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432parkavenueempirestatebuilding.jpeg

Find Some Joy In the Architectural Failure of This Luxury Skyscraper in Manhattan

By Alberto Cox Délano | Miscellaneous | September 28, 2021 |

By Alberto Cox Délano | Miscellaneous | September 28, 2021 |


432parkavenueempirestatebuilding.jpeg

Have you heard about 432 Park Avenue in New York City? That super-skinny, 400-meter tall luxury condo that looks like what a child would draw over a picture of Manhattan’s skyline?

Turns out that the building, six years after its grand opening, is a complete disaster, and the owners are suing the developer for hundreds of millions of dollars. According to these articles by the New York Times, the building has been suffering from multiple instances of flooding and leaks, electrical explosions, multiple instances of people being trapped in the elevators, and… try to guess, don’t click on the links. What do you think could be the most unsettling thing to happen if you’re inside a superthin, supertall building?

The thing sways too much in the wind. This also makes a hell of a lot of noise. Consider that the Empire State Building already sways a couple of inches with strong winds and that one has the classical “wedding cake” shape.

You might be wondering by now just how serious these structural issues are? On the one hand, you can’t build something like this without some growing pains. On the other, we are talking about apartments for billionaires here, or very close to that, just look at the prices of these… actually pretty classy things at Zillowporn! I mean, they probably only hired the most renowned architects and engineers to take care of the maths, right?

Well, the first thing you need to know is that you should never, ever, ever, ever underestimate the capacity of famous architects to mess up in the most colossal way you don’t want to imagine. Moreover, the architect behind this thing happens to be the same one behind a London skyscraper that turned into a literal death ray. Twice. Though he is not one for self-pitying, he admitted shortly after the building’s opening that major mistakes were made… and then he quickly recanted, probably pressured by the financiers. Whatever the case, let’s just have fun at the super-rich experiencing … well, what most New Yorkers have to face in their already overpriced, poorly maintained, and salary-draining apartments.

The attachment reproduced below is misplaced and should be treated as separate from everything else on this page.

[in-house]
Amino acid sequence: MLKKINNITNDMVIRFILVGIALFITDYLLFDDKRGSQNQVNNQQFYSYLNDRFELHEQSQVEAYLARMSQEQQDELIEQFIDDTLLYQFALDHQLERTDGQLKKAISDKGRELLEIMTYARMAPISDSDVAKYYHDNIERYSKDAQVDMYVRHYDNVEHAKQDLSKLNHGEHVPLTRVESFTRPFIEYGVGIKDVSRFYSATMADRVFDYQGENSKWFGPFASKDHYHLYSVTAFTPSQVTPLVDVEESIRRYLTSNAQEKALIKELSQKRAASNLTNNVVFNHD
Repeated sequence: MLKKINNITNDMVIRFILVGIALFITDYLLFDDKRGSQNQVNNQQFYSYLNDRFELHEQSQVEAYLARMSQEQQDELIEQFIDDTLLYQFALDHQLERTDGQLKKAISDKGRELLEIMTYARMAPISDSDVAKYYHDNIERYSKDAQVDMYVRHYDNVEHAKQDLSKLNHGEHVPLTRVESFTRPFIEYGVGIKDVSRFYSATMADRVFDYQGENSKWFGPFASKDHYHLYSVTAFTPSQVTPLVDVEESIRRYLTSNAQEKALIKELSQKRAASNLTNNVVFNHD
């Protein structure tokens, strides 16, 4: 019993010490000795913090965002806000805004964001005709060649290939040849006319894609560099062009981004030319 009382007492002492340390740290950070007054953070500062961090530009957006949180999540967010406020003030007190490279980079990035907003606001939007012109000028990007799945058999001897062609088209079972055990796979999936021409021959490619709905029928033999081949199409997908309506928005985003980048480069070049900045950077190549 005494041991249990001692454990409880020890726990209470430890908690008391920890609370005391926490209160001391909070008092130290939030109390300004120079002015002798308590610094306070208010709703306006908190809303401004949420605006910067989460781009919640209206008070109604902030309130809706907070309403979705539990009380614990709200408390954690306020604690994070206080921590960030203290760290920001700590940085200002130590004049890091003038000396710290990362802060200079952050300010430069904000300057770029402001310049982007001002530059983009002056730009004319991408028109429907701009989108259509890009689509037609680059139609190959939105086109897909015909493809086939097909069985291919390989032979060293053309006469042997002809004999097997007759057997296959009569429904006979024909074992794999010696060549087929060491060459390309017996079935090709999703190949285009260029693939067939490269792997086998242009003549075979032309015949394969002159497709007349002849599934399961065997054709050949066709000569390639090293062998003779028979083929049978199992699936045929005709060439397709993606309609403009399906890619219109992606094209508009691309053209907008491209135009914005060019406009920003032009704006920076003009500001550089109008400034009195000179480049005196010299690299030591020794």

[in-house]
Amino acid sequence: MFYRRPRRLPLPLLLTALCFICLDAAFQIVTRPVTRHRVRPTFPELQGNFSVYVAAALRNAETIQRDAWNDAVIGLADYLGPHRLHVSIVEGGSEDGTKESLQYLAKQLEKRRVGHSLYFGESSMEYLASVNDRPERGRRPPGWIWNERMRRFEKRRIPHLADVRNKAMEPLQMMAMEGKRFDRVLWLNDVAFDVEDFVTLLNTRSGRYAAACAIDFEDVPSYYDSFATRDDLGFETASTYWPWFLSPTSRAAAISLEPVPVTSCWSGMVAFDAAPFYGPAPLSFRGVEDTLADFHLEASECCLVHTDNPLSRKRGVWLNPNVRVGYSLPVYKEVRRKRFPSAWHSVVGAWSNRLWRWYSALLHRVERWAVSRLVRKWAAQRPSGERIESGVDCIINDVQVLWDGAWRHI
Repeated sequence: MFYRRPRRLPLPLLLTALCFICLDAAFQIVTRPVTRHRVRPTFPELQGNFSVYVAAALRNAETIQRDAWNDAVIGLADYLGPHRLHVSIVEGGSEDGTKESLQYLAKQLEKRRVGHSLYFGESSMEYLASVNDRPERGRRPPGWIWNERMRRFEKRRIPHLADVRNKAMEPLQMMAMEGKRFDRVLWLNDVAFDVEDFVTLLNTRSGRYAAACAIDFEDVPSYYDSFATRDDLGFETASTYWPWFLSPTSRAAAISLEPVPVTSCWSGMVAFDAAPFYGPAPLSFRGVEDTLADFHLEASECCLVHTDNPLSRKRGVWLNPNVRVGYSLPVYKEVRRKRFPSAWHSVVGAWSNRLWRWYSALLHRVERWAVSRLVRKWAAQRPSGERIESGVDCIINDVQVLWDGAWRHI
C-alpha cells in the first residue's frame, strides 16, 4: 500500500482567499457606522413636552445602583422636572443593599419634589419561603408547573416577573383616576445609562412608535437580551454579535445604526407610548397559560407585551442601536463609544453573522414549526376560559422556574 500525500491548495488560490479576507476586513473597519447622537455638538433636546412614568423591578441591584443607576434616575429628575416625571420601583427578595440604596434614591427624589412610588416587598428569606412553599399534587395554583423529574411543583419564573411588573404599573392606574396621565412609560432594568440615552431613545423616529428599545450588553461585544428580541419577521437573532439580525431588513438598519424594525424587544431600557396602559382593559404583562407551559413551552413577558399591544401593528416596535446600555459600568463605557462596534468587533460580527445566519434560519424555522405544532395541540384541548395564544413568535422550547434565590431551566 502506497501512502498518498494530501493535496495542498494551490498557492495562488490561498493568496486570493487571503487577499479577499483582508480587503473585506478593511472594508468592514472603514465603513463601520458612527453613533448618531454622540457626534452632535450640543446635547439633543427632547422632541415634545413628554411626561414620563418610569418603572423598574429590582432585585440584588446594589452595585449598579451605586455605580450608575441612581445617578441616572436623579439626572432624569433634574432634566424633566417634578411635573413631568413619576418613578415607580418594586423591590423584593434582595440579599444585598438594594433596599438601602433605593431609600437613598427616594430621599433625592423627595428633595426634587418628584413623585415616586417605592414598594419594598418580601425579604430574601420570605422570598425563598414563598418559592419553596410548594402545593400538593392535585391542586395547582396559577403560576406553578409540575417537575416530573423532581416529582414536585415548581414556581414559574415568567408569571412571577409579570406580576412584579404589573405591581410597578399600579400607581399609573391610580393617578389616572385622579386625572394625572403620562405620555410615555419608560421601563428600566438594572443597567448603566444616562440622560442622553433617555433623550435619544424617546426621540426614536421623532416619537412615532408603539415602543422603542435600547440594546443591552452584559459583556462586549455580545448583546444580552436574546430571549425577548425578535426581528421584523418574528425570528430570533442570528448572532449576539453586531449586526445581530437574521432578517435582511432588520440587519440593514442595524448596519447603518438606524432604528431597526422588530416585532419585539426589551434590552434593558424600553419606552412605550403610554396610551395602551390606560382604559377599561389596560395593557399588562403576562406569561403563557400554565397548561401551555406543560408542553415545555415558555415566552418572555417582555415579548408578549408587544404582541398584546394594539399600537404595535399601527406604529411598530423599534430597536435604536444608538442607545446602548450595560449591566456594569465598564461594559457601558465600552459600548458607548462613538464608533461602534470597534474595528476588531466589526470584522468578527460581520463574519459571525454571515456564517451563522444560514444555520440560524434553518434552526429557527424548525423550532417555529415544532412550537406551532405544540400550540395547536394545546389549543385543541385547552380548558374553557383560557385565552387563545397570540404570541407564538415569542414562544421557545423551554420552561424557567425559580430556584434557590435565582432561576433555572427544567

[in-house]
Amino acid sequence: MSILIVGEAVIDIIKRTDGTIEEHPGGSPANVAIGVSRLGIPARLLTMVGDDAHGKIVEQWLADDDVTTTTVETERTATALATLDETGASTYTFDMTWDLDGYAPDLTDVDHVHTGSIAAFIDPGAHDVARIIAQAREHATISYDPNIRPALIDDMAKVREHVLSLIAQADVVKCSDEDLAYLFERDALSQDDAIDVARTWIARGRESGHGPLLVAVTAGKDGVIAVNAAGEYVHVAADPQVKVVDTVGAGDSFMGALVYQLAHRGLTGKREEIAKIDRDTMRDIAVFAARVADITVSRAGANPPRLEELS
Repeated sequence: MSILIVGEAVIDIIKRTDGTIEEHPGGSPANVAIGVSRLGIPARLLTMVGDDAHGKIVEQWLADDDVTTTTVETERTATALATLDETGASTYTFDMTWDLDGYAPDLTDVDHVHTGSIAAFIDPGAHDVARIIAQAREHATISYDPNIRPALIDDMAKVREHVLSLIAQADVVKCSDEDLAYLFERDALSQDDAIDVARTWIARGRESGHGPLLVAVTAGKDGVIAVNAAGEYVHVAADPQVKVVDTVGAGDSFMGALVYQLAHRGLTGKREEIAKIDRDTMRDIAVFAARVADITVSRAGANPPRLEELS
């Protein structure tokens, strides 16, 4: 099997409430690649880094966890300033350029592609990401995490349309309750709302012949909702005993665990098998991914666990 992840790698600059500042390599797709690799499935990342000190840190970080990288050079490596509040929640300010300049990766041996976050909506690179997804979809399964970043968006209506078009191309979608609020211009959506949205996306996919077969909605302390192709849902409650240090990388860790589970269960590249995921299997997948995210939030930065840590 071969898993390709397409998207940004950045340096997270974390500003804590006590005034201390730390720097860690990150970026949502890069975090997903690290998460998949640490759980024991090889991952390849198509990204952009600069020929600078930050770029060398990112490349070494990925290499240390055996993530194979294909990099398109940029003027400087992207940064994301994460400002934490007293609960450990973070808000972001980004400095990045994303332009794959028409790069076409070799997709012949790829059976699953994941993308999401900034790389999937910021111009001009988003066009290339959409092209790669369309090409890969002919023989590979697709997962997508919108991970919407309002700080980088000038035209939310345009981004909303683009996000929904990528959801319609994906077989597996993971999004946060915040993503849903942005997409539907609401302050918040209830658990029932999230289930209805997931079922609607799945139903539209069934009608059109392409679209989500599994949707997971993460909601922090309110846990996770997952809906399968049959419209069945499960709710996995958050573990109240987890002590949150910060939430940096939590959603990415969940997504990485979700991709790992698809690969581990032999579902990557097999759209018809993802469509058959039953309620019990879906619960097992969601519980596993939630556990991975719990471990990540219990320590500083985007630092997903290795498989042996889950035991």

Since many of the links above are either paywalled or “limited-articles-per-month”-walled, here’s Stefanos Chen’s, the reporter covering all the fun, breaking it down on Twitter:

And leave it to Zoomers to actually raise the bar of the conversation, because this building has a teenage Tik Tok hater. A TEENAGE TIK TOK HATER.

@louisatalksbuildings

I’m probably going to post about 432 park sporadically as I find out more things about it!! (as I am 100% sure more things will come out about it)

♬ original sound - Louisa
@louisatalksbuildings

Reply to @dillon_not_dylan whoever referred to this masterpiece as “lost media” you are 100% correct #432parkavenue

♬ original sound - Louisa

It’s almost as if the architect was trying to pull a sick prank on billionaire douchebags. But Rafael Viñoly is not a class comrade my friends; he’s just another star architect embroiled in the ultimate W for his kind. As Ted Mosby once said: Leaving your mark on NYC’s skyline. Chicks dig that apparently. All these new superthin-supertall buildings popping up in Manhattan are obviously the result of developers trying to cash in on this extreme stage of wealth inequality, confident they can make a massive return on their investment even if there build more luxury units than there are billionaires, and they won’t mind doing it in just the teensiest bit of space left on that island. They are, according to this essay, another financial instrument, that way private equity has of reversing productive cycles and turning the tangible and valuable into an idea of money.

That’s to be expected. The problem is star architects jumping on the opportunity to have their egos seen, in the shape of yet another bland, uninspiring glass shard. And as Steven Holl mentions in the essay linked above, pre-New Deal skyscrapers at least created public spaces, or at the very least, they were memorable (#bringbackArtDeco). Have these architects even considered what will happen to these buildings a hundred years from now? What about repurposing them?, no way you can turn them into affordable housing the way they are set up.

I’m not just worried about their social impact. It would appear none of these architects were ever trained in the basics of earthquake-proofing buildings. Granted, NYC is not on a fault zone, but it is on a hurricane zone. The kind that are becoming more and more common. Again, remember what almost happened to the Citigroup Building back in the ’70s? It could’ve toppled over like a domino. 432 Park is 425 meters tall. You know what’s within 400 meters of it? MoMA. And also the former guy’s tower. We could only be so lucky.

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